- The doctor/social service provider is looking for signs of improvement in the patient’s condition.
Consequently, the office notes may not contain the types of evidence the Social Security Disability reviewer is seeking.
Another factor that enters into the equation is the extra time required to create the extensive office documentation that is necessary to supply the Social Security Administration with the type of evidence it requires before awarding benefits.
Doctors and social service providers are busy professionals with a limited amount of time to allocate to each individual patient. The additional tasks involved in completing reports, filling out forms and other requirements can make it increasingly difficult for the doctor or social service providers to comply. Some professionals even feel that it is taking time away from patient/client care, which they believe is their first obligation.
We understand the burden that disability claims place on medical staff and professionals. We work to be responsive, understanding of your time limitations, and always available for questions and discussions by meeting, telephone and email.
By making sure that our clients understand the importance of ongoing medical care, we help maintain strong physician-patient relationships and communication. By assuming responsibility for the Social Security issues, we free up case managers and social workers for other critical needs facing their clients.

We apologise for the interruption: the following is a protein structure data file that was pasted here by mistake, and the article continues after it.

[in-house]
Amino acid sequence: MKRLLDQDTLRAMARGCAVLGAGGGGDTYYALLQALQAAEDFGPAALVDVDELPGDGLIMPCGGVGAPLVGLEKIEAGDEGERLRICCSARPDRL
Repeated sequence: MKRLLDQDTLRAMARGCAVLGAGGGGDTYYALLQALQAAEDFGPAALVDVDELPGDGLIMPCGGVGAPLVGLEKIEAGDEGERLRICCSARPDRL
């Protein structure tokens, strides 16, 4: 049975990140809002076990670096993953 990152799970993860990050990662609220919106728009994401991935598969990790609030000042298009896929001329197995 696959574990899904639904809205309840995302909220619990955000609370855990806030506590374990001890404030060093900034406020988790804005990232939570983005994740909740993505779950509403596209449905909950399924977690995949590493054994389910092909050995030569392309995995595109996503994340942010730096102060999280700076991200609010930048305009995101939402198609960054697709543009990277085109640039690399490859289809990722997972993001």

Your Patient Needs Your Cooperation
While we realize all the factors that can create a negative impact on the doctor-patient, social service provider-client relationship, and the increased burden it places on the professional’s time and resources, your patient sincerely needs your help and cooperation.
Without the factual information and evidentiary proof only you as a professional can provide, your patient may be faced with severe financial and insurance jeopardy. This can ultimately impede any progress he or she might make in regard to the injury or illness.
Support For Medical And Social Service Professionals
Jeff Rabin and his associate attorneys annually conduct several dozen free in-service trainings for hospitals, physicians, social service agencies, community groups, government agencies and others who have an interest in this area of law. Called “Social Security Disability: Change and Confusion” the presentation explains the law, the application and appeal process and how to return to work after a claim is approved in clear language and in an entertaining manner.
In addition, each month we produce a newsletter for medical and social service professionals on Social Security Disability issues. Your agency or organization can be placed on our mailing list by selecting the topics you wish to receive. This page contains a list of our earlier newsletters and you can click the link to request copies.
If you have any questions or if you think we can be of any assistance with regard to the requirements of your patients who are applying for Social Security Disability benefits, do not hesitate to contact our office at your convenience.